By Kris Voakes
Transfer deadline day brought with it its usual share of frenetic action as deals were confirmed and collapsing all over Europe to mark the end of the summer's market activity.
As ever, there were some twists and turns as time ran down on Monday, but for many figures in the game there was a feeling of disappointment come midnight CET when the clock struck to signal the end of the transfer window.
Many clubs were unable to strengthen in the areas they wanted, others hung their hat on one particular player only to see him choose another destination. A number of players also missed out on transfers they had really hoped to take place, while many fans will have been left feeling short-changed by the deals done by their clubs during the course of the summer.
Goal takes a look at the transfer window in its entirety and decides who will be left frustrated by the events of the past few months.
For a long time it appeared as though the Premier League champions might end the transfer window with a whimper, and while many might suggest that the late deal which saw Marouane Fellaini arrive at Old Trafford was enough to appease the fans, a great number of question marks remain over the Red Devils' project.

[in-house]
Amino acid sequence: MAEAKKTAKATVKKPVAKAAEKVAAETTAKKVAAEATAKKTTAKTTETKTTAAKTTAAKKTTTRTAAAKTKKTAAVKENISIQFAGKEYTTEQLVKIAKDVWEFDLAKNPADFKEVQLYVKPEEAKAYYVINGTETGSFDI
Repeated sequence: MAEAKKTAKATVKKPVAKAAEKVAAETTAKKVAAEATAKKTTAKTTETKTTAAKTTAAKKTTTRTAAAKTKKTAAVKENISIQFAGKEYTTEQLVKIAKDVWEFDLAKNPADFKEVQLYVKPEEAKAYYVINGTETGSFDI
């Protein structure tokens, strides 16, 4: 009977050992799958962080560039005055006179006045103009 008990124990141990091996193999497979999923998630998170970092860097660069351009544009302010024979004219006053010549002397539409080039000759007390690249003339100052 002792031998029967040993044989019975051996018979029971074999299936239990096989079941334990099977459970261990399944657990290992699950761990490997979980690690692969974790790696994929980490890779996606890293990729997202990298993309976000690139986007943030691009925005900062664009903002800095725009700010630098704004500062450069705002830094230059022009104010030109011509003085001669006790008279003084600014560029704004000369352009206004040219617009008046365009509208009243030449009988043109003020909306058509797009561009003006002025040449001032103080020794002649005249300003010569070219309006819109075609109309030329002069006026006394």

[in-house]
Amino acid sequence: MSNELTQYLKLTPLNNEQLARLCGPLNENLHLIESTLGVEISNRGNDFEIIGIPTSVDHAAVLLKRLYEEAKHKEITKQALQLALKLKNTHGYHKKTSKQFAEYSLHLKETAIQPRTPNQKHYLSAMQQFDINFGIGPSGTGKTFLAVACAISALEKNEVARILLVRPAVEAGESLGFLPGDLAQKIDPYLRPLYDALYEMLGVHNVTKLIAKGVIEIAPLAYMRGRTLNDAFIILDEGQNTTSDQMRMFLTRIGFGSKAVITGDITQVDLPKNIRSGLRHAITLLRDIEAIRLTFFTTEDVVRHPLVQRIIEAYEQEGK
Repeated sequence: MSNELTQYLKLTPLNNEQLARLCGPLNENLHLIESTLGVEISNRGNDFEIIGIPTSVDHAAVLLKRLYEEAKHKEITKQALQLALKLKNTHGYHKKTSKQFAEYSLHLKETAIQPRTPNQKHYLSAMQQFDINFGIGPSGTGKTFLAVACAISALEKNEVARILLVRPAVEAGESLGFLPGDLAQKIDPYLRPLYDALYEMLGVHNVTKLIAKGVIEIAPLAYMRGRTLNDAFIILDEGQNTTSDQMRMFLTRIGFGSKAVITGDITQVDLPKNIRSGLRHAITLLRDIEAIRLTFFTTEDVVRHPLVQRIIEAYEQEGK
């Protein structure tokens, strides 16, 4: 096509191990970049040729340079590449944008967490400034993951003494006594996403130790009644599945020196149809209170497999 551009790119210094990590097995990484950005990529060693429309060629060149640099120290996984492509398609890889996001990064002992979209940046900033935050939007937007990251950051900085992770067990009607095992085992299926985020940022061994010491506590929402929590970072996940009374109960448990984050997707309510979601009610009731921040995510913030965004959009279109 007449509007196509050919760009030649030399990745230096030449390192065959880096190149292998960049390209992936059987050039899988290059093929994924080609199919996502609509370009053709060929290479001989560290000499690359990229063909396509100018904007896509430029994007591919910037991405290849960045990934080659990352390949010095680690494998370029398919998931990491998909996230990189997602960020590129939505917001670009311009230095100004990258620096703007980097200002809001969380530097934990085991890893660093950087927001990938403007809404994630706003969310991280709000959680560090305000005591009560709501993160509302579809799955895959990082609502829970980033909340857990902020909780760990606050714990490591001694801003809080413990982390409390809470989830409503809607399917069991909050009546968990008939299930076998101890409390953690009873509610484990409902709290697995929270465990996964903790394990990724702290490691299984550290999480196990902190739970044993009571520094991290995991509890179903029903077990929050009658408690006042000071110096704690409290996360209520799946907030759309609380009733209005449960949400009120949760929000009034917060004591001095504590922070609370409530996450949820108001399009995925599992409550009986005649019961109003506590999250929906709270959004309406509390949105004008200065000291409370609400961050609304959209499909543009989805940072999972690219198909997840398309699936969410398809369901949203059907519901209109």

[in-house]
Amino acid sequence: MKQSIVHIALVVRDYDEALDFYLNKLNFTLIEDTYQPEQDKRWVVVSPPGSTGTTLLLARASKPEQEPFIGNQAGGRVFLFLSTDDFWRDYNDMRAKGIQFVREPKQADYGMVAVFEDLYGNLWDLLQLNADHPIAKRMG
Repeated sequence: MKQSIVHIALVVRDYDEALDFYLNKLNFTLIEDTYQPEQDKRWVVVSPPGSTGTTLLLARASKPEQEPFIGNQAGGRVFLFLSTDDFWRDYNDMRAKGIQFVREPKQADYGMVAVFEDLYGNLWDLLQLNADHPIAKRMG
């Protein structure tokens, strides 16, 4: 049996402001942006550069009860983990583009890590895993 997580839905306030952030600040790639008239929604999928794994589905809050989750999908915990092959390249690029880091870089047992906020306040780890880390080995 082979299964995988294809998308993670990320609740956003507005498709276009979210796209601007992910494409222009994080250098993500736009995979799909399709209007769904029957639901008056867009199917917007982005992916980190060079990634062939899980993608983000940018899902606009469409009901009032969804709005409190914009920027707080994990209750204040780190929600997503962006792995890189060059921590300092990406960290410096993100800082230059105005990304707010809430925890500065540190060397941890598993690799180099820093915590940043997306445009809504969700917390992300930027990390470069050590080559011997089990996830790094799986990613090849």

After an entire summer chasing Fellaini and his Everton team-mate Leighton Baines, United found themselves paying a heavy price on both counts. Though they eventually captured Fellaini, they ended up paying £4.5 million more than the initial £23m buyout clause he had written into his Goodison Park contract thanks to their inability to move more quickly.
Then, having failed to meet the Toffees' demands for England international Baines, a late bid to bring in second-choice target Fabio Coentrao on a year-long loan from Real Madrid fell foul of the midnight cut-off.